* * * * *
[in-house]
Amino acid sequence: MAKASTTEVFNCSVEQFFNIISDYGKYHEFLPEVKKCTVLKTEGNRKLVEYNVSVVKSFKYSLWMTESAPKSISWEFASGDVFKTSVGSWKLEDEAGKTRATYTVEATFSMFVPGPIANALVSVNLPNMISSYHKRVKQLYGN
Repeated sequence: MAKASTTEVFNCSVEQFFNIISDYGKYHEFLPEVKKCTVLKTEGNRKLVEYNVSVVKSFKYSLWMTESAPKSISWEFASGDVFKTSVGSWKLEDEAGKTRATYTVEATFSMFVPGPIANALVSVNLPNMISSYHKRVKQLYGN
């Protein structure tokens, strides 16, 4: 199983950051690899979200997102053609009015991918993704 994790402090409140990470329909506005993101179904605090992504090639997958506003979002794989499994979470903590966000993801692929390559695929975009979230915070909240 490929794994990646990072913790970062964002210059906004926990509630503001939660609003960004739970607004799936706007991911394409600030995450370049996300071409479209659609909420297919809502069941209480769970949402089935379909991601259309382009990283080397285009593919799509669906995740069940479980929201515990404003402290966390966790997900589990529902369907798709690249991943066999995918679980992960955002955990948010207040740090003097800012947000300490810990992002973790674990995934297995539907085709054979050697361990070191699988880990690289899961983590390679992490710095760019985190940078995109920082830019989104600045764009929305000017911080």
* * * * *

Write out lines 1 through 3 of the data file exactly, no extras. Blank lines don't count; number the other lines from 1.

[in-house]
Amino acid sequence: MAKASTTEVFNCSVEQFFNIISDYGKYHEFLPEVKKCTVLKTEGNRKLVEYNVSVVKSFKYSLWMTESAPKSISWEFASGDVFKTSVGSWKLEDEAGKTRATYTVEATFSMFVPGPIANALVSVNLPNMISSYHKRVKQLYGN
Repeated sequence: MAKASTTEVFNCSVEQFFNIISDYGKYHEFLPEVKKCTVLKTEGNRKLVEYNVSVVKSFKYSLWMTESAPKSISWEFASGDVFKTSVGSWKLEDEAGKTRATYTVEATFSMFVPGPIANALVSVNLPNMISSYHKRVKQLYGN